An interview with Barney Twinkletoes from Santa about Enterprise Web 2.0

There has been a lot of talk this year about Enterprise Web 2.0 and a number of interesting case studies have appeared. Well, this week I had the opportunity to interview Barney Twinkletoes, a senior associate with North Pole-based social welfare organisation, Santa, about how they are using Web 2.0.

Barney was excited to tell me that while the Santa organisation was one of the world’s oldest social welfare organisations, they weren’t afraid to try new things. Of course it wasn’t all jolly to begin with.

A first the big fella’s IT manager wouldn’t touch this stuff – he told me that with our mission critical systems we only had one chance to get it right on the night and he wouldn’t let anything ‘flaky’ compromise our systems.

However, during the year myelf and a few other senior associates got together and started a bit of a skunk works – all we had was an old PC that lived under my desk! I can tell you, it was pretty exciting but at the same time we felt it was a do or die situation where we had to come up with some really useful ideas that wouldn’t risk our core operations. In other words we had to add value.

And this is exactly what Barney and his skunkworks team did during 2007, including:

  • A wiki that was initially used to manage information about the different products and suppliers that Santa uses, that then evolved into a tool to track and manage information about different toy laws in the 150+ jurisdictions around the world where Santa delivers care packages.
  • A mashup, using Elf! Maps and their CRM system, known as the N-or-N database.
  • Each skunkworks team member also started a blog and they implemented an Enterprise RSS system for the team.

Each of their Web 2.0 projects was an instant success and when the Elf! Map mashup actually saved the day during a dry run of their annual toy distribution in June (“Christmas in July”), the IT manager had no choice but to start looking seriously at Web 2.0 approaches. In fact, during the next 12 months we should expect the map mashup to evolve into a consumer service where parents can add comments and the N-or-N database itself will be moved to Elfazon‘s new EasyElfDB platform.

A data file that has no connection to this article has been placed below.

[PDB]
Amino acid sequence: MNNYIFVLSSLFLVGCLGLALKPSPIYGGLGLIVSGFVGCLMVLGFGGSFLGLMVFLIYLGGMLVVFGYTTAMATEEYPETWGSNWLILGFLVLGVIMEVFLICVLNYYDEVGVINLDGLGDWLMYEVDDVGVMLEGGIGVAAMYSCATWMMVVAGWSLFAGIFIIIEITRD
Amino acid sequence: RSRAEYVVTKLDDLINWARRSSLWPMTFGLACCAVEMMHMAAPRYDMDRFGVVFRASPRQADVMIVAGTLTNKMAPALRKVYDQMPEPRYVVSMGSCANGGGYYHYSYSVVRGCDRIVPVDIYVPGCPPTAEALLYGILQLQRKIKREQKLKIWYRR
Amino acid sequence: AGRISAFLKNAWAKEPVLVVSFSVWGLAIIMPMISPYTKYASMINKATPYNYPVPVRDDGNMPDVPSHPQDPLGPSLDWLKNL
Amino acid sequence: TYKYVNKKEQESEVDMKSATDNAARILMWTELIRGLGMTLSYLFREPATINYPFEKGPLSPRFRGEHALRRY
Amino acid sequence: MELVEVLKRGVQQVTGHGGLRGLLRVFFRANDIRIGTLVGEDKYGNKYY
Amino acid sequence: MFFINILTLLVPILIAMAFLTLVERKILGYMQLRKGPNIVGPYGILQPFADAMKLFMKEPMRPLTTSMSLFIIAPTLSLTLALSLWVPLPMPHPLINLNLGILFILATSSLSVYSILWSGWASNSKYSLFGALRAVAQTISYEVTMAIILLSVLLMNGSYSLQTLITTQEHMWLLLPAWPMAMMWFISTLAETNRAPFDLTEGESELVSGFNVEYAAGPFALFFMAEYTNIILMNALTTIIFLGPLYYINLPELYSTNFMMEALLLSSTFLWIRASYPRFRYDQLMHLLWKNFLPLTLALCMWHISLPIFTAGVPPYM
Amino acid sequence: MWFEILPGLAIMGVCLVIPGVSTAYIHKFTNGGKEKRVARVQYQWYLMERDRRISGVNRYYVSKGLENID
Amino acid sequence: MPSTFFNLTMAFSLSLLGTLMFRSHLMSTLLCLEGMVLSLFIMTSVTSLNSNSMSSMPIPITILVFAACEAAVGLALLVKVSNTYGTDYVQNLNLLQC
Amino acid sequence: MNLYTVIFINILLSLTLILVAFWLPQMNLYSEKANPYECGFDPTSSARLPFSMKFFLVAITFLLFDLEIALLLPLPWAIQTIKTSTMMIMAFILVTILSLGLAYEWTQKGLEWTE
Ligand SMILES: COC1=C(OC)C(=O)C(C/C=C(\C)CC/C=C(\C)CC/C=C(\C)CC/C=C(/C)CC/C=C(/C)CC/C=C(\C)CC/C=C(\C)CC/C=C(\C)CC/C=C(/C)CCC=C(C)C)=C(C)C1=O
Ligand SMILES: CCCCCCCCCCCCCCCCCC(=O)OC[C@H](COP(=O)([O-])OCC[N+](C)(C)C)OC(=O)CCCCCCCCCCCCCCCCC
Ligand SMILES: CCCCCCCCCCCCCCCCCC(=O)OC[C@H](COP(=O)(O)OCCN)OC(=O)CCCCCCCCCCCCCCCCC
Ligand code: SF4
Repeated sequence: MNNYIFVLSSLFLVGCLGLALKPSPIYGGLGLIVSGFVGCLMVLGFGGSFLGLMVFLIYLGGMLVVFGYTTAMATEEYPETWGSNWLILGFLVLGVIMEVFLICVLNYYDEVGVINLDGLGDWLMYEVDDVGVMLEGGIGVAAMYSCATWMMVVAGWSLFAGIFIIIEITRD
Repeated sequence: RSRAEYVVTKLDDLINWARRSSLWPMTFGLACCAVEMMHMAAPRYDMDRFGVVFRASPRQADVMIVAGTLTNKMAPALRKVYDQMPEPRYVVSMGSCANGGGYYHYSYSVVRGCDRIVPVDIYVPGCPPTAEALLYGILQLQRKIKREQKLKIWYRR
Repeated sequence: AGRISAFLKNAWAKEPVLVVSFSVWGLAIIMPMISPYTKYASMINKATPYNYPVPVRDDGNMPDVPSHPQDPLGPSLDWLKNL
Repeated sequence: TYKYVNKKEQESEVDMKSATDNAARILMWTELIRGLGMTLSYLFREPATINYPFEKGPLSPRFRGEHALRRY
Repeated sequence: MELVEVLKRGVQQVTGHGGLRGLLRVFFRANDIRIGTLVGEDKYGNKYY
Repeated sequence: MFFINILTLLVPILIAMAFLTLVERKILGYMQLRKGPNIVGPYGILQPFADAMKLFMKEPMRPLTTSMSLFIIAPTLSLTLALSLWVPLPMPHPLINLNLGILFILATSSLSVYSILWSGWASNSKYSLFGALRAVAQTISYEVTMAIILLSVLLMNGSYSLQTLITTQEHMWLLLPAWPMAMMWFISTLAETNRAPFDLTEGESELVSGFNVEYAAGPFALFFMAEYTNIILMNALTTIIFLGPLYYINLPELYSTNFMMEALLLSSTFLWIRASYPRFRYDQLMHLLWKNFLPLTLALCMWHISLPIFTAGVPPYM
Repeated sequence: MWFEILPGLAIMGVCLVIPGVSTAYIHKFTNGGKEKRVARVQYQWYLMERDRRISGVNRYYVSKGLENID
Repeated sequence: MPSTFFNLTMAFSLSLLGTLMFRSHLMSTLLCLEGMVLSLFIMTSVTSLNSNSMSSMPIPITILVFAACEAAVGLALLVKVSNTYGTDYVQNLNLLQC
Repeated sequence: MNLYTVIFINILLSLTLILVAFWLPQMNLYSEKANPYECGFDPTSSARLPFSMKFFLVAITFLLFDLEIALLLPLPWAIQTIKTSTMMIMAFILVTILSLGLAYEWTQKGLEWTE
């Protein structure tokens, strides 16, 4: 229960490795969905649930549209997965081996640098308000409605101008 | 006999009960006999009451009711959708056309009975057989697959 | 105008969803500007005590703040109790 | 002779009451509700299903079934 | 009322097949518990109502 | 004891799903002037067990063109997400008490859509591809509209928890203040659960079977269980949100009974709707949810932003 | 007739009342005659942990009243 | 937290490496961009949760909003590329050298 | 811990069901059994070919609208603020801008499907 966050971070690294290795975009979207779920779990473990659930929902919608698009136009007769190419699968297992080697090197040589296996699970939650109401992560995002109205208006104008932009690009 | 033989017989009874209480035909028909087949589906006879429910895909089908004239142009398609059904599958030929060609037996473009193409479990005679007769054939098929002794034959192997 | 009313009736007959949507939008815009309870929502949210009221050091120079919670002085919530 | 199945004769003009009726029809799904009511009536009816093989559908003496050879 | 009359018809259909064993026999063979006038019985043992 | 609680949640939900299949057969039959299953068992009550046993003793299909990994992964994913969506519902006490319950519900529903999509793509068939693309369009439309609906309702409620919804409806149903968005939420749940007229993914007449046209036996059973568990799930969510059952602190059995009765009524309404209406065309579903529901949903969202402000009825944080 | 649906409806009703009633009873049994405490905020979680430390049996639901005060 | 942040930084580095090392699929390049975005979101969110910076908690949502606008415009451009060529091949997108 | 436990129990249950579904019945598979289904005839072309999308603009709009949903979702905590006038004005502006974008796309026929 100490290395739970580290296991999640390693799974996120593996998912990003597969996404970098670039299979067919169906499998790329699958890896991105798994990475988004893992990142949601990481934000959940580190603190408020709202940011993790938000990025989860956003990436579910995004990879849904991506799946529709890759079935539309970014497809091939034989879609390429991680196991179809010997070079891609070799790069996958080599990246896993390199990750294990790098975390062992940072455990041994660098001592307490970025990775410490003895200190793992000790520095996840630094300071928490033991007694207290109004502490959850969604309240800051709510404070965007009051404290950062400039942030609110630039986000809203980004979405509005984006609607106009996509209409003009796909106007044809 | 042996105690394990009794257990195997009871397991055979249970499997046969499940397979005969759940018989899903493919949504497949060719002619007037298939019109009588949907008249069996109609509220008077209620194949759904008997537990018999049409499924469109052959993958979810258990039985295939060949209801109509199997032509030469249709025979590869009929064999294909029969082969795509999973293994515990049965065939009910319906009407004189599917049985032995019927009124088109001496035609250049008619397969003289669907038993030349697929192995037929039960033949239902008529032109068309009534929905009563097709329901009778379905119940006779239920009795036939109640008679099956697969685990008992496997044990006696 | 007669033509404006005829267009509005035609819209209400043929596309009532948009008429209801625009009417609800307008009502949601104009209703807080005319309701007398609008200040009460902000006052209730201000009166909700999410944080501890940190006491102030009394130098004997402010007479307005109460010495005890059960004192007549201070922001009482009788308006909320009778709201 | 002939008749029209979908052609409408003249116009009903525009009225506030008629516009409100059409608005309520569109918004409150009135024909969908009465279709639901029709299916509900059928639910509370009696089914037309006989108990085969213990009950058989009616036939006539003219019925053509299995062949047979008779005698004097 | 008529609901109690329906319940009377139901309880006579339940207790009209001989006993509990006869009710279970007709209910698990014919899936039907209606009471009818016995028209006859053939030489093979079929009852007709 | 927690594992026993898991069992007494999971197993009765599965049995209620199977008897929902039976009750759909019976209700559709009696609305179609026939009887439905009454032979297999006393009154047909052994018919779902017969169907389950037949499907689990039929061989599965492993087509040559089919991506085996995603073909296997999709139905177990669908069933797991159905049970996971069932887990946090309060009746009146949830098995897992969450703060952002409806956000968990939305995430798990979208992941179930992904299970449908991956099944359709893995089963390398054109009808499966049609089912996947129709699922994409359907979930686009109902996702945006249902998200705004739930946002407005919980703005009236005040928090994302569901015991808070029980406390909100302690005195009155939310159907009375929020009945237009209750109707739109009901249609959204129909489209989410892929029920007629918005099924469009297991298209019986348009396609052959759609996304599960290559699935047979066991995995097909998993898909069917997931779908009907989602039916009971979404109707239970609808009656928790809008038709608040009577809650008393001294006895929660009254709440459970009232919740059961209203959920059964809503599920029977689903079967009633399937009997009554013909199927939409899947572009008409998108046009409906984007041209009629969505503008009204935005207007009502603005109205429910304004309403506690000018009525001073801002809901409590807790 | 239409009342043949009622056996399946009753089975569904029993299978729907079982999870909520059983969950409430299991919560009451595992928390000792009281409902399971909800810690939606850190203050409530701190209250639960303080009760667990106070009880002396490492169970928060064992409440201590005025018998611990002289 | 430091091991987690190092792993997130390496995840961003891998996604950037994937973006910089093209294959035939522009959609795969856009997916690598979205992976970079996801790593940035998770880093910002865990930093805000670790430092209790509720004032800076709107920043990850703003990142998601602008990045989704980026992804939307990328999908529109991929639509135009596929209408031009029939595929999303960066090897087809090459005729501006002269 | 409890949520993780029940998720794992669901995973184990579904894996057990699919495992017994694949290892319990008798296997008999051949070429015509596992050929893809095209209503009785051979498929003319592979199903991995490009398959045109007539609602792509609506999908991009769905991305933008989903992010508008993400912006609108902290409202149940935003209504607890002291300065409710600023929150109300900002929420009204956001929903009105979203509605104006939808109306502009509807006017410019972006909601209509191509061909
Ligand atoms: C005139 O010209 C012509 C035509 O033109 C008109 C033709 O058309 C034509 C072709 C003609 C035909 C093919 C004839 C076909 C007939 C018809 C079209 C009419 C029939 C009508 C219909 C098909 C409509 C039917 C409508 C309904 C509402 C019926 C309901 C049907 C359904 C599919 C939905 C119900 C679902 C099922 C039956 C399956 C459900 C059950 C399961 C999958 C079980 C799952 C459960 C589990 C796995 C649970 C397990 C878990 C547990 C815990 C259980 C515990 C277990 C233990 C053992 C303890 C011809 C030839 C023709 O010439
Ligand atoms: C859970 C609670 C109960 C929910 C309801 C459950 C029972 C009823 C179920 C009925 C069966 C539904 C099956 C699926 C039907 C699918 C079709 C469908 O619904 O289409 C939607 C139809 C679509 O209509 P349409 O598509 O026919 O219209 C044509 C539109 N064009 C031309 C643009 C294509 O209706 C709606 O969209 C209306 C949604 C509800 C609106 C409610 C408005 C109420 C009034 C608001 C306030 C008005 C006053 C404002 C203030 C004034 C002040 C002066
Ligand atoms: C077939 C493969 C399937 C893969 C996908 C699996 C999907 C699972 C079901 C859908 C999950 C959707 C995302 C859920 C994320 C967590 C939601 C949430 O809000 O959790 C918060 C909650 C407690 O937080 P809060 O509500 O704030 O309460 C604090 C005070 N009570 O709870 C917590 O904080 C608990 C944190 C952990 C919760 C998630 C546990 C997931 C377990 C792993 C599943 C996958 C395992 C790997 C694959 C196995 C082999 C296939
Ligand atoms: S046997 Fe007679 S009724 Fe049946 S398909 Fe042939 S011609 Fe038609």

However, one thing they didn’t expect or plan for was the role of social networking sites. In the beginning the IT department blocked social networking sites but it soon became clear that the policy was unworkable and was affecting staff moral. Barney explained:

Well, you know the younger elves who are less than a 1,000 years old, they just live and breath this stuff – so in the end we had to unblock Earbook and Elfspace or risk losing them, and you know there is a war for elf talent right now.

Of course we’re not quite sure what to do with sites like Earbook, but we know we can’t just ignore it just because we don’t understand it.

I asked Barney if he had any advice for people in other organisations that wanted to introduce Web 2.0 ideas. He simply said,

I just remember what guy in red says: If you believe it, it will come true.

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From small twitters, a big online next generation KM conference grows…

Earlier today, Luis twittered that his abstract for the knowledge management conference was rejected, so I suggested we run our own online conference. Of course, once you plant the seed of an idea with Luis, well say no more

while trying to wrap up everything at work since tomorrow is my last working day for the remaining of the year, earlier on today in Twitter a crazy thought came up from James Dellow after I mentioned in one of my twitterings how one of my abstracts for a conference event, taking place next year, on the state of social computing, was rejected. From there onwards, Dennis McDonald also jumped in, along with Steve Collins, Kelly Drahzal (a.k.a. Kellypuffs), Mark Masterson, Nancy White, LittleLaura, Ryan Boyles, Thomas van der Wal, Ryan Lanham and Jasmin Tragas so far. And before we knew it we had a whole bunch of folks in Twitter interested in the overall event (Plus those who contacted me already offline!).

Hmm. Now I have decide what I’m going to present on? Something to look forward too in the new year 🙂

Pre-School of Hacking

Heard a great story today about our youngest members of the Internet generation. Someone I know who works in a pre-school was sold a computer system for the older kids to play with… they were assured that the computer could be configured so that they could only access authorised games and software. No, it didn’t take some of them long to figure out what to do to get to what they wanted.

Enterprise computing is more than skin deep

Fellow CSC’er and Twitter friend, Mark Masterson, adds his two cents worth on enterprise sexiness in response to Jevon MacDonald’s contribution to the firestorm:

I think what must happen is that the existing enterprise systems will have to change to accommodate these new modes of discourse. As for the second point, it seems blindingly obvious to me that the existing systems will continue to have a valuable role to play for what Sig and James have taken to calling the “easily repeatable processes”. Those exist, Jevon, and they generate value, and many of them are best served by letting them be. What I find interesting about what’s on the horizon is the possibility of adding value to all of the “barely repeatable processes”. But I suspect you’re mistaken if you think that social software is going to provide some significantly better way to do the ERP’s. No tool is good for all things — hammers are only good at nails, and screwdrivers are best for screws. There is no silver bullet, and social software isn’t one either.